Welcome to this month’s What’s Your Diagnosis Challenge!
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Case Presentation: A 76-year-old woman presents to the ED with chest pain
A 76-year-old woman presents to the ED with chest pain.
She said that for the past month she has been getting short of breath more easily on her daily walks, with occasional discomfort in her chest, requiring her to stop and rest.
Two hours prior to ED arrival, she was doing yard work and developed chest pain that was much more severe. The pain is located in the center of her chest, and she describes it as a ?pressure? sensation. Her only past medical history is hypertension.
In the ED, her vital signs are within normal limits and her exam is unremarkable. Her ECG shows nonspecific ST-segment flattening, and her initial troponin is 0.09 ng/mL (reference range, 0-0.04 ng/mL).
Your intern asks if she can go home since her troponin is low and she looks well…
You agreed with your intern that your first patient was a low-risk NSTE-ACS patient?but she?s not going home with a positive troponin! You treated her with 325 mg oral aspirin, 180 mg oral ticagrelor, and 1 mg/kg subcutaneous enoxaparin. She was given 3 doses of 0.4 mg sublingual nitroglycerin and is now pain-free. Because she had no high-risk features, you told your intern that you would trend her troponins and admit her for medical management of her ACS.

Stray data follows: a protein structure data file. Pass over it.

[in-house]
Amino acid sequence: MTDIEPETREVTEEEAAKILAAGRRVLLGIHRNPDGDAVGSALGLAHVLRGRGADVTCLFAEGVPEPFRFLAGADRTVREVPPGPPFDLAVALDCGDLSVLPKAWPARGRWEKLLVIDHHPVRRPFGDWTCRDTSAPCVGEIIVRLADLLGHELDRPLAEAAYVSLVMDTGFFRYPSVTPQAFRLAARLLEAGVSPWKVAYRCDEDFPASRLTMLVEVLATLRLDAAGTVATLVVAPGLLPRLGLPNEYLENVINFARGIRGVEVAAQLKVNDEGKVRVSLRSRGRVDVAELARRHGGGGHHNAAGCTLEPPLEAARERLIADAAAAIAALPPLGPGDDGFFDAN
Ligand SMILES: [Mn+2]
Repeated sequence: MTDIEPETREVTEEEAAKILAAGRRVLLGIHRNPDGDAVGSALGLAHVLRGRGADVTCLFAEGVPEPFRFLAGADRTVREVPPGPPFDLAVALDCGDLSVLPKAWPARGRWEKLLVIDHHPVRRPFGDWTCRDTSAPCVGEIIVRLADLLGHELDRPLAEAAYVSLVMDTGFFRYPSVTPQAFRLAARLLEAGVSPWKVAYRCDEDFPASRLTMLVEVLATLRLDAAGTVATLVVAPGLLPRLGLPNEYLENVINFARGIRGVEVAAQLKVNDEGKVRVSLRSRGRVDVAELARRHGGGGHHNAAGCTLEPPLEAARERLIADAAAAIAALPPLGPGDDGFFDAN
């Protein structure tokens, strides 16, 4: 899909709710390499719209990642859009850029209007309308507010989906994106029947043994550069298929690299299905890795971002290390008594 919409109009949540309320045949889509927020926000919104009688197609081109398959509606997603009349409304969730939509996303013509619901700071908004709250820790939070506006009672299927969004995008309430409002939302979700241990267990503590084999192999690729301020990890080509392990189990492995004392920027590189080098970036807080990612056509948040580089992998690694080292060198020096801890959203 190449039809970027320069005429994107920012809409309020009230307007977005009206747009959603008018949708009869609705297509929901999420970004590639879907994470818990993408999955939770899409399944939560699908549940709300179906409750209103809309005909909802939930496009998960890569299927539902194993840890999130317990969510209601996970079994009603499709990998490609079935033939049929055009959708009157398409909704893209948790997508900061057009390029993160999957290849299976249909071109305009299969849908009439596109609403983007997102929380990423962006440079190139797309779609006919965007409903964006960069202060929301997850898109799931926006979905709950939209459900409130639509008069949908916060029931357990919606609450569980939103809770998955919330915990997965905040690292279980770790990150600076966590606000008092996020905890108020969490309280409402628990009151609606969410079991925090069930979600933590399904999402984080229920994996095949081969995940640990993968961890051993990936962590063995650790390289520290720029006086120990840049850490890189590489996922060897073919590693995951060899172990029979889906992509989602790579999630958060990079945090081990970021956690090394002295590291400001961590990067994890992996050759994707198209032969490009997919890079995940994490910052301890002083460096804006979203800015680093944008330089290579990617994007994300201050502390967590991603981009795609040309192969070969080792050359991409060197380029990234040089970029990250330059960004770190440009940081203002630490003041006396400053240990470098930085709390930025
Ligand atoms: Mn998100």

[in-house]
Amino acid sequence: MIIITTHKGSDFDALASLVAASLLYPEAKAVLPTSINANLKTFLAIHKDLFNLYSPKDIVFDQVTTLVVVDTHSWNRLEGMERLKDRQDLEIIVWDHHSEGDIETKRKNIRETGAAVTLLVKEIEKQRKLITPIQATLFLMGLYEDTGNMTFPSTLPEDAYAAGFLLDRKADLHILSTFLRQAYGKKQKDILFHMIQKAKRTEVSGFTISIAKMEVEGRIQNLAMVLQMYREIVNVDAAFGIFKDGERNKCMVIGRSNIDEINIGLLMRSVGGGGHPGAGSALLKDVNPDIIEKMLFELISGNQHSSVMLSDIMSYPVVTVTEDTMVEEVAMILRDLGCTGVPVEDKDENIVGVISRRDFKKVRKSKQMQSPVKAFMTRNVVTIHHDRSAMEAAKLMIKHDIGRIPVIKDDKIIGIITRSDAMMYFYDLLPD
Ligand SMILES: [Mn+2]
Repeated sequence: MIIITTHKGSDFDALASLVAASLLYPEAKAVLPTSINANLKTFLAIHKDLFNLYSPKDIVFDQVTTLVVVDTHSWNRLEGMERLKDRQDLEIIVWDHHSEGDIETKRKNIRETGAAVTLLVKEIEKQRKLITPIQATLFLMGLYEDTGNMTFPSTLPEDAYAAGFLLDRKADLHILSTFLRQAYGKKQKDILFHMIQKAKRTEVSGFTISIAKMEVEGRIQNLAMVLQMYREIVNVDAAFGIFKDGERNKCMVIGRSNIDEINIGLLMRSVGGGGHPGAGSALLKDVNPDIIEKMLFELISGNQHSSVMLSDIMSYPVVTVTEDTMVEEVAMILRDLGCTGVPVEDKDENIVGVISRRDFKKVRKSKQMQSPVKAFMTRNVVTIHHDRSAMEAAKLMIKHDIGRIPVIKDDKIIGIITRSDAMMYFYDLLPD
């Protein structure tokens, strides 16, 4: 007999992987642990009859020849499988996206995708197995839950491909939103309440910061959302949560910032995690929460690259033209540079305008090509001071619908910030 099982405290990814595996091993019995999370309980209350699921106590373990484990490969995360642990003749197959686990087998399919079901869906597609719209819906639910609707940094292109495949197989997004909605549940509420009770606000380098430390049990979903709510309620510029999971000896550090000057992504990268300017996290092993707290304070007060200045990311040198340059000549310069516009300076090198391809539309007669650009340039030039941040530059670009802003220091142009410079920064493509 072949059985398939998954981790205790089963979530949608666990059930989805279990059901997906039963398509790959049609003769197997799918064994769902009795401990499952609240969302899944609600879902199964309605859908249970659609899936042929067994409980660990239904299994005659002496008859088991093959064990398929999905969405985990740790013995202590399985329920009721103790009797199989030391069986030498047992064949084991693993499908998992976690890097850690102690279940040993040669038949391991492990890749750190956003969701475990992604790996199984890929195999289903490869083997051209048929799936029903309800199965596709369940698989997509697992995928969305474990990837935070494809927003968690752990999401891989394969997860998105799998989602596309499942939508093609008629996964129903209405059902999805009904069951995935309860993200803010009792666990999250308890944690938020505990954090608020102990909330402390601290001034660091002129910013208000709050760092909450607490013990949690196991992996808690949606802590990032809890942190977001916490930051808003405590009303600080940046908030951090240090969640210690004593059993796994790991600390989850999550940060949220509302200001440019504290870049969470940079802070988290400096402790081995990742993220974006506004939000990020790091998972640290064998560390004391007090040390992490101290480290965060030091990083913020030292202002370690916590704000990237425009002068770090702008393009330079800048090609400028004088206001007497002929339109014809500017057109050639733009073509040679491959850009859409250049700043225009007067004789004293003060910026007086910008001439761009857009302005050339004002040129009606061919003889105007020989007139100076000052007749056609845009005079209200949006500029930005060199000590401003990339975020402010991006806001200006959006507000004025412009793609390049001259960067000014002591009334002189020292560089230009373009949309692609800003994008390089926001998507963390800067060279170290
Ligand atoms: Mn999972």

While she was waiting for an inpatient bed, however, her 3-hour troponin came back at 0.74 ng/mL. As her troponin was now above the 99th percentile and had risen 7-fold since arrival, you started to think that she might be a candidate for early catheterization. You consulted cardiology, and they agreed to add her to the schedule for coronary angiography tomorrow morning.
You patted your intern on the back and reminded him that positive troponins are diagnostic of ACS, and mandate further workup even when they?re not that impressive.
Review the issue to find out more about the authors’ recommendation.
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Last Updated on July 9, 2020